The US Department of Energy (DOE) has unveiled an ambitious new target to reduce the cost of solar energy by 60% within the next decade.
It has announced nearly $128 million (£93m) in funding to lower costs, improve performance and speed up the deployment of solar energy technologies.
To reach that goal over the next 15 years, “hundreds of gigawatts” of solar energy need to be installed as much as five times faster than it is now.
Therefore, the DOE is setting a new goal of driving down the current cost of 4.6 cents/kWh to 3 cents/kWh by 2025 and 2 cents/kWh by 2030.
It believes traditional solar panels, which convert sunlight into electrical energy using PV solar technologies, could represent between 30% and 50% of power supply in a decarbonised electricity sector by 2035.
Energy Secretary Jennifer M. Granholm said: “In many parts of the country, solar is already cheaper than coal and other fossil fuels and with more innovation we can cut the cost again by more than half within the decade.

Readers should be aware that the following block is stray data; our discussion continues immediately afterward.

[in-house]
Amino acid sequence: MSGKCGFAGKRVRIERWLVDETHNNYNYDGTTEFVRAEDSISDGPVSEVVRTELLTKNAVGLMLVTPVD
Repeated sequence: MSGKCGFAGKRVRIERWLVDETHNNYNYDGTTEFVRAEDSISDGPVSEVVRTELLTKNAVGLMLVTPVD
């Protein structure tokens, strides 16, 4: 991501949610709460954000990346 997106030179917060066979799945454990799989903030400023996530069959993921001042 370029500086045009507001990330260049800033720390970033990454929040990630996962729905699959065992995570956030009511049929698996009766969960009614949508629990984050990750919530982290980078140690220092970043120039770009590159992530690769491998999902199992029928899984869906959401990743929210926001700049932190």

“This first burst of funding will help us add even more affordable clean energy to the grid, jobs to communities across the country and will put us on the fast track toward President Biden’s goal of 100% clean electricity by 2035.”
The DOE has also announced $7 million (£5m) as part of a new funding opportunity for projects to increase the lifetime of silicon-based PV systems from around 30 years to 50 years to lower the cost of energy and reduce waste.
The aim is to improve PV system components, such as inverters, connectors, cables, racks and trackers.